At the Grand Lake festival, he won the 10K race and ran the celebrity obstacle course with his 9-year-old daughter Savanah. In Grand Lake, the streets were softly plowed so people could snowshoe around town, from their hotels to restaurants and bars, and to the single-track trails into the forest. You can access the east inlet trail from town or even walk across the
frozen lake to the lookout tower.
Avis Gray, a local business owner and author who helped start the festival in 2005, says snowshoeing has always been a part of Grand Lake. “Historically, we have always had snowshoeing in this area.” People would snowshoe from Estes Park to Grand Lake, she says. “And in their own way, race against the elements.”
Since moving to Salida, Colo., Sobal says he has to make an effort to get to the snow. His advice for everyone? “Get out there and do it,” Sobal says. For more information, go to http://www.grandlakesnowshoefestival.com.
Geocaching – An old sport gets a new spin with GPS
Global Positioning System (GPS) devices allow snowshoers to explore the backcountry with confidence. At the Grand Lake Snowshoe festival, Steve Reiter, a geographer with the US Geological Survey’s Earth Science Information Center, gave a seminar on how to input way points (latitude and longitude coordinates) and reach a destination using the GOTO feature.
Reiter says, “GPS answers the eternal zen question, ‘Where am I?'” Following the seminar, attendees put their skills to the test in beginner and advanced geocaches (a game similar to a treasure hunt).
During the beginner’s treasure hunt, groups of two to five people searched the town of Grand Lake for clues to answer riddles and locate “treasure.” Many families new to GPS participated in the event, like Kevin and Patty Boyle of Denver with their kids Kaitlin, 18, and Andrew, 15. The Boyles did some cross-country skiing the night before then came to the festival to learn more about GPS.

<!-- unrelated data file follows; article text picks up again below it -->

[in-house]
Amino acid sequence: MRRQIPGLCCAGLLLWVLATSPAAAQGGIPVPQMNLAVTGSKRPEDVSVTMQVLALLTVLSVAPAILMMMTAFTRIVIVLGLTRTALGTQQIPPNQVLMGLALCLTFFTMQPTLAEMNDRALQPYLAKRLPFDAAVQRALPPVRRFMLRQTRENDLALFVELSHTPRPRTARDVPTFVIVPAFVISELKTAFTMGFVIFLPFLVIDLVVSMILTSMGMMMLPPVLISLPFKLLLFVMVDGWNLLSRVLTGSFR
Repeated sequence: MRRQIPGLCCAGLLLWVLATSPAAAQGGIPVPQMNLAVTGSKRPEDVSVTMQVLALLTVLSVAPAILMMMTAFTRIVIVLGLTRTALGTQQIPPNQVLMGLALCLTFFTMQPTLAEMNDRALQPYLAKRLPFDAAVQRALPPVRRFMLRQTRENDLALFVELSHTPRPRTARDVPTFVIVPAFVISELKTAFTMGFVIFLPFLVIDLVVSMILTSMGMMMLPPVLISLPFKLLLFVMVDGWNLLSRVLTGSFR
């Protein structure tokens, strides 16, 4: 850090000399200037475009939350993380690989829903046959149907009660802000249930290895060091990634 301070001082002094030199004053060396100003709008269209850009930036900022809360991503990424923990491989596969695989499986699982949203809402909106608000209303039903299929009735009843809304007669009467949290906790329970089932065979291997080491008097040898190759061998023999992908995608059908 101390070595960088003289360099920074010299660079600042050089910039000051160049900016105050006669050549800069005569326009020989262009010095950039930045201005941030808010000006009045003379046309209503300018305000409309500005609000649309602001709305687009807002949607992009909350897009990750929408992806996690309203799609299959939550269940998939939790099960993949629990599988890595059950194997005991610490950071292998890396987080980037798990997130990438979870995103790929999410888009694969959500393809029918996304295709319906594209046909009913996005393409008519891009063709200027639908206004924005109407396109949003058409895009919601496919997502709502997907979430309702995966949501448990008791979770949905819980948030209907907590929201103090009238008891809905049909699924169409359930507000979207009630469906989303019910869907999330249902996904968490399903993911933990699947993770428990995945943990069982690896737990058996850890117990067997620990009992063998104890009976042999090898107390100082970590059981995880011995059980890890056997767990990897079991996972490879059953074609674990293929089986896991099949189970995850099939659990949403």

The more-advanced Grand Cache had groups of snowshoers searching for way points and clues hidden in the forest over hilly terrain. Participants had to rely on problem-solving, orienteering, and strategy to find all the caches and solve the puzzle in this 2.5 mile race.
Antique Snowshoes — Beyond wall decorations
Jeff Hume from Ski Country Antiques showed off his antique winter sporting equipment from the Colorado Winter Sports Museum. Bear paw Native American snowshoes made from moose or caribou hide and 10th mountain division snowshoes were some of the
highlights. Ski Country Antiques loaned 30 pairs of 1940s snowshoes for the Antique Snowshoe Tour at nearby Winding River Resort. Historic characters from Grand Lake’s early years told stories of days gone by, bringing the area’s rich snowshoeing history to life.
Also at the festival, Earl E. Clark and Richard Over, from the 10th Mountain Division, shared their ski troopers’ gear and their adventures at Camp Hale, Mount Belvedere, Riva Ridge and Po Valley in Italy. Both Clark and Over were inducted into the Colorado Ski Hall of Fame. Clark, who was the National President of the 10th Mountain Division, is also the recipient of the highest post-war honors given in Germany, Austria, Italy and France.